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Genetics and Genomics of the Triticeae

Volume 7 of the series Plant Genetics and Genomics: Crops and Models pp 163-199

Date:

Methods for Genetic Analysis in the Triticeae

  • Abraham KorolAffiliated withInstitute of Evolution, Faculty of Science, University of Haifa Email author 
  • , David MesterAffiliated withDepartment of Crop Genetics, John Innes Centre, Norwich Research Park
  • , Zeev FrenkelAffiliated withInstitute of Evolution, Faculty of Science, University of Haifa
  • , Yefim RoninAffiliated withInstitute of Evolution, Faculty of Science, University of Haifa

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Abstract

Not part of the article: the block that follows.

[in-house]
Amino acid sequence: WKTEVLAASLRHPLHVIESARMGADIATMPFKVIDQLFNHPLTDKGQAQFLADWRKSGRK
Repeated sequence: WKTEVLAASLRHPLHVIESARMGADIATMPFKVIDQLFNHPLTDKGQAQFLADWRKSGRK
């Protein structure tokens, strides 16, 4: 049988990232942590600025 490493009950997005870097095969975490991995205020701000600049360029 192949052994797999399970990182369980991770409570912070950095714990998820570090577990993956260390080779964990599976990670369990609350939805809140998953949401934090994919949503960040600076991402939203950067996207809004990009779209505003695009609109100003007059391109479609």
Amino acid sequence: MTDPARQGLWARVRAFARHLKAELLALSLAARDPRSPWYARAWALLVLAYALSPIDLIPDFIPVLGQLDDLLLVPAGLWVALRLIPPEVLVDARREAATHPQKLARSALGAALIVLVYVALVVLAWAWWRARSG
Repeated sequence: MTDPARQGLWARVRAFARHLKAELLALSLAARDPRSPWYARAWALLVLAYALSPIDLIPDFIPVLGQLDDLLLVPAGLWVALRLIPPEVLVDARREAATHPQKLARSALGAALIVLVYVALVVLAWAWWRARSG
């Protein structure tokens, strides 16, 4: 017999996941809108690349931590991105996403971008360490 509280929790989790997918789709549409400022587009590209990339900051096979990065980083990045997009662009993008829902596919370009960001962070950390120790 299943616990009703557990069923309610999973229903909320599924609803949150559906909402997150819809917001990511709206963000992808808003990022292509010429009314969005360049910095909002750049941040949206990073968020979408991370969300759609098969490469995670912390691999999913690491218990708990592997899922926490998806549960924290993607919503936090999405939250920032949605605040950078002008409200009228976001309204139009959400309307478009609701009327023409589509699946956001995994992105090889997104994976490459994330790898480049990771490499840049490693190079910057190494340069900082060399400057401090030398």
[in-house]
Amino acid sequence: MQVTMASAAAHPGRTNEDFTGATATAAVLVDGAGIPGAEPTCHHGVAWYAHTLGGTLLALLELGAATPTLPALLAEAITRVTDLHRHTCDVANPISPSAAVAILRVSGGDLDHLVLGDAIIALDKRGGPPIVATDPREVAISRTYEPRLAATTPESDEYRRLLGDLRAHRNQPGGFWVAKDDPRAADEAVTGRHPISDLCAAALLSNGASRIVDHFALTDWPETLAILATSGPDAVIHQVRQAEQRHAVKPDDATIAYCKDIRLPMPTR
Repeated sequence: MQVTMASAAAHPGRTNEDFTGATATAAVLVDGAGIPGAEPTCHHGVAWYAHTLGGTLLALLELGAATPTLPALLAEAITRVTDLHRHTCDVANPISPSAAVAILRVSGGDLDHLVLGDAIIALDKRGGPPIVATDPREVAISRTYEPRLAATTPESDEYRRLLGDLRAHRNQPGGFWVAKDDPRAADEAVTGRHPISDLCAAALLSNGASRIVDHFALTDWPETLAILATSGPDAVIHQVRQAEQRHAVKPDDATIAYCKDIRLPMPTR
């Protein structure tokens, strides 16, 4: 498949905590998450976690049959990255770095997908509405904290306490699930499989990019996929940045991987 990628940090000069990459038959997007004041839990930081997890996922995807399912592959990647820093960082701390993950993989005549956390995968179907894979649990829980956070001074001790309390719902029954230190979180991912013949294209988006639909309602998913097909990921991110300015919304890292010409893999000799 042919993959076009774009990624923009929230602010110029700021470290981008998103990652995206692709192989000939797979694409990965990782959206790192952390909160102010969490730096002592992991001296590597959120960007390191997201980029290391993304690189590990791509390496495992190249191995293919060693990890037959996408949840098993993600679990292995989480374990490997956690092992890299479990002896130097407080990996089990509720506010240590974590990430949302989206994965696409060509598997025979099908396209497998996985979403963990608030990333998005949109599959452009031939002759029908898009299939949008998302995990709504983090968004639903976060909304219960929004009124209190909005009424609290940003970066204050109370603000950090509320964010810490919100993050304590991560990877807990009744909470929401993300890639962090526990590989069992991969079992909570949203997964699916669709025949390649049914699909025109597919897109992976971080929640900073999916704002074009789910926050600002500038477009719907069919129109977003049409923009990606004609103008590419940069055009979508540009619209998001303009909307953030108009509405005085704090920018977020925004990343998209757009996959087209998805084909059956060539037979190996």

The objective of genetic analysis is to reveal genome structural and functional organization. One of the major tools developed at early stages of genetics was genetic mapping. Genetic maps are a very important tool in evolutionary genomics and numerous practical applications like breeding, medical genetics, and gene cloning. An important usage of multilocus maps is genetic dissection of quantitative traits, or mapping quantitative trait loci (QTL). Fine QTL mapping is a prerequisite for efficient marker-assisted selection and map-based cloning. However, the fine mapping challenge, especially if the target is a gene of weak or moderate effect, requires large sample sizes and dense maps. New array-based technologies (SNP and tilling arrays) partially solve this problem but at a very high project-wise genotyping cost. This is why despite some technical obstacles, genetic analysis based on selective genotyping and selective DNA pooling becomes very popular, especially in human genetics. In this chapter we consider methods for building genetic maps (Section 6.1), various versions of “multiple” approach for QTL mapping (Section 6.2), and a new cost-effective method for genetic mapping based on selective DNA pooling (Section 6.3). Whenever possible, the examples are based on Triticeae species.